Child Obesity Rate Rising in India



UMMATIMES - Children in India continue to be the age group affected by the second wave of the Covid-19 pandemic. A new report finds that children in India are overweight. Most lead a poor lifestyle and exhibit poor levels of health and fitness.

A survey conducted by Sportz Village Schools on Delhi children revealed more than 51 percent of children have an unhealthy BMI, meaning every one in two children suffer from bad lifestyle habits, and may be overweight.

Not only are obesity and an unhealthy lifestyle the main risk factors during the time of Covid-19, childhood obesity is also linked to many worrying disorders in the years that follow. Also of concern is that childhood obesity is on the rise in India, home to the second highest number of obese children in the world.

Reported by the Times of India on Tuesday (15/6), statistics show that between 6-8 percent of school children in India suffer from some form of obesity, which is a significant public health problem. There are many reasons why children are obese, from lifestyle to genetics and hormones. There are also a number of risk factors that increase the child's risk of obesity, such as heredity, diet, lack of exercise, poor nutritional control, socioeconomic status, certain medications, eating more at home.

However, the most pressing cause behind childhood obesity is their lifestyle, which has changed greatly over the years, and has been most affected by the Covid-19 pandemic. Children sit in front of screens, without exercise or physical activity that can improve their physical or mental health.

Obese children have a higher risk of developing serious health problems such as hypertension, high cholesterol and triglycerides, gallbladder disease, osteoarthritis, coronary heart disease, type-2 diabetes, stroke, breathing problems, emotional disorders, sleep apnea, bone and joint problems. , as well as several other problems, such as cancer.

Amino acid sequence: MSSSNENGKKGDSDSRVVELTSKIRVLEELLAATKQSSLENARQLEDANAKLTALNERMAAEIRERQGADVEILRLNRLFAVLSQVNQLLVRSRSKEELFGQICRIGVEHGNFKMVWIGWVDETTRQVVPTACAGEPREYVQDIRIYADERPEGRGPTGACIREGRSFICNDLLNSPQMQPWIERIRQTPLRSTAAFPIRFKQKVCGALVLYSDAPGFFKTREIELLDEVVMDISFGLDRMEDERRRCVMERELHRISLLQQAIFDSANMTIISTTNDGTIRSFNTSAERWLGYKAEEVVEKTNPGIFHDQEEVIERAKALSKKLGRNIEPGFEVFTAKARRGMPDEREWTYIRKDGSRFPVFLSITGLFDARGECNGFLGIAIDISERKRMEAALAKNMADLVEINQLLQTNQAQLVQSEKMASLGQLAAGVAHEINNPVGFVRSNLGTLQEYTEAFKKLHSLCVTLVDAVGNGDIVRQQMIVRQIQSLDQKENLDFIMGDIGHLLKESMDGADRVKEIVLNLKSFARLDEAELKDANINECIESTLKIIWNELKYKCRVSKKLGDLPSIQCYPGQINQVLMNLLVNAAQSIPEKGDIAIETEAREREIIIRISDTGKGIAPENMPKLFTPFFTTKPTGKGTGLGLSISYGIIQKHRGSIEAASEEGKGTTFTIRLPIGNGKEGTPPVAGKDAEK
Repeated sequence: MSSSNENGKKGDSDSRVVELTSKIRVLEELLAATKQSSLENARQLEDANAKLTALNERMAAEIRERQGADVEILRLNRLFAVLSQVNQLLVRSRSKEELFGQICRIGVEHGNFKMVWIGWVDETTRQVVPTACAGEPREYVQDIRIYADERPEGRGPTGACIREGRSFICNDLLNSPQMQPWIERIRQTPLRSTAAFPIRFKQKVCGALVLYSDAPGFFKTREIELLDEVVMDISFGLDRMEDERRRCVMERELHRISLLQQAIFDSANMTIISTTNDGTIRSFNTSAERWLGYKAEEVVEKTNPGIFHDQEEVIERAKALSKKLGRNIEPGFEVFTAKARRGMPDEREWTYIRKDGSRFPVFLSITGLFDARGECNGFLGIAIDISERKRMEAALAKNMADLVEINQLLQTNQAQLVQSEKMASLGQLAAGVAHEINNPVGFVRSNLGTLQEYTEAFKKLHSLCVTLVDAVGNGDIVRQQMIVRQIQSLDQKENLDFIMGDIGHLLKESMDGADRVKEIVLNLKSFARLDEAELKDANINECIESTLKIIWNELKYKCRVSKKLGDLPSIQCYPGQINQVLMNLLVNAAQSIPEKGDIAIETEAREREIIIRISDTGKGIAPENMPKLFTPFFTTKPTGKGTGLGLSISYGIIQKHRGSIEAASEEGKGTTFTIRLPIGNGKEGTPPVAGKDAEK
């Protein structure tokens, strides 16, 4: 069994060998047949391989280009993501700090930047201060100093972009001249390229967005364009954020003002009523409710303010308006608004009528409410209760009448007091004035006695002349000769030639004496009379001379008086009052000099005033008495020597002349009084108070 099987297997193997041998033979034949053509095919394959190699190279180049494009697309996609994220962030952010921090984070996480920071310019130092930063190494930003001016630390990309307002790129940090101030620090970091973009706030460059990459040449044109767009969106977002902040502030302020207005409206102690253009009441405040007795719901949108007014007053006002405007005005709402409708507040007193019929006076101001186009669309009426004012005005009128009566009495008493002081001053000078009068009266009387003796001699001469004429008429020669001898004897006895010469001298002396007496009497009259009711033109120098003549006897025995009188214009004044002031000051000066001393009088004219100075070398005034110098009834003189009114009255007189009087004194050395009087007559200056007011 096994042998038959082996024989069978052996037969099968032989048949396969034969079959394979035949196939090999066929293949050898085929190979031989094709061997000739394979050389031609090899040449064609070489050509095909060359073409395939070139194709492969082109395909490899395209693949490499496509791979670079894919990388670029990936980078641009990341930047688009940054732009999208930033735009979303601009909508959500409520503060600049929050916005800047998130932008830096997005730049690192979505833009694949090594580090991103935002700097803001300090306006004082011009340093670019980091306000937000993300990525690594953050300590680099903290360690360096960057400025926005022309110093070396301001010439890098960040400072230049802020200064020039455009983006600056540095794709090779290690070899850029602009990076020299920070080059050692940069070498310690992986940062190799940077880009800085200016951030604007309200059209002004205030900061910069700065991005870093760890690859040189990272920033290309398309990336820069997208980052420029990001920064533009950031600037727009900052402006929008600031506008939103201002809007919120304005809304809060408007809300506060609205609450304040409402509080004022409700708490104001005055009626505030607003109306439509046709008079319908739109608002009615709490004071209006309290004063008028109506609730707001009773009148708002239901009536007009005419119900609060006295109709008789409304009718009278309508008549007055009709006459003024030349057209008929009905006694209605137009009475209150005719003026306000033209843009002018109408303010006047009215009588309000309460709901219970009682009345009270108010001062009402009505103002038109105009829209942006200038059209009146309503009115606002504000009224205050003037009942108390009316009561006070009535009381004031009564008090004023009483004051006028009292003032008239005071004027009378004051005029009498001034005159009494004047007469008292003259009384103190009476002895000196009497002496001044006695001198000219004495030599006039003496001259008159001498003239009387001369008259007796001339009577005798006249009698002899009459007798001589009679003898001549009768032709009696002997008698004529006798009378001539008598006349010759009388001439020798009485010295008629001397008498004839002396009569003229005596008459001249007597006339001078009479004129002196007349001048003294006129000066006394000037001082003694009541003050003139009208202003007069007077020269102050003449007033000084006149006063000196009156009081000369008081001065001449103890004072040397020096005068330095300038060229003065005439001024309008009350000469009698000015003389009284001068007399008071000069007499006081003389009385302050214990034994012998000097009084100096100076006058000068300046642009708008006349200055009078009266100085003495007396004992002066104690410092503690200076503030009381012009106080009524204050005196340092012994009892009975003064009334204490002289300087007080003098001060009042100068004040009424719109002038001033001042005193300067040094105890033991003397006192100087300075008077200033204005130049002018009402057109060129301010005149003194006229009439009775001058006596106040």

Despite those health complications, obese children can be ridiculed, bullied, and made fun of for their weight. It can affect a child's self-image, self-confidence, and increase the risk of depression and anxiety.

We have all heard that prevention is better than cure, because it is better to prevent childhood obesity than to treat its complications. There are certain changes that a person can make that can prevent childhood obesity, for example, increase consumption of fruits and vegetables, set an example for children, clean sleep, reward children with things other than food, help them maintain relationships healthy with food.

As a parent, it's your job to help your child during this process. You can't expect them to change their habits without changing yours. Children follow their parents, and if you want your child to change their behavior, you need to show them how to do it.

You have to be a role model showing how to live a healthy lifestyle and choose nutritious alternatives. You have to create a healthy environment at home, and not criticize your child's weight, making them feel bad. Get regular checkups so you can spot the problem before it becomes dangerous. These methods not only prevent childhood obesity, but also solve the problem.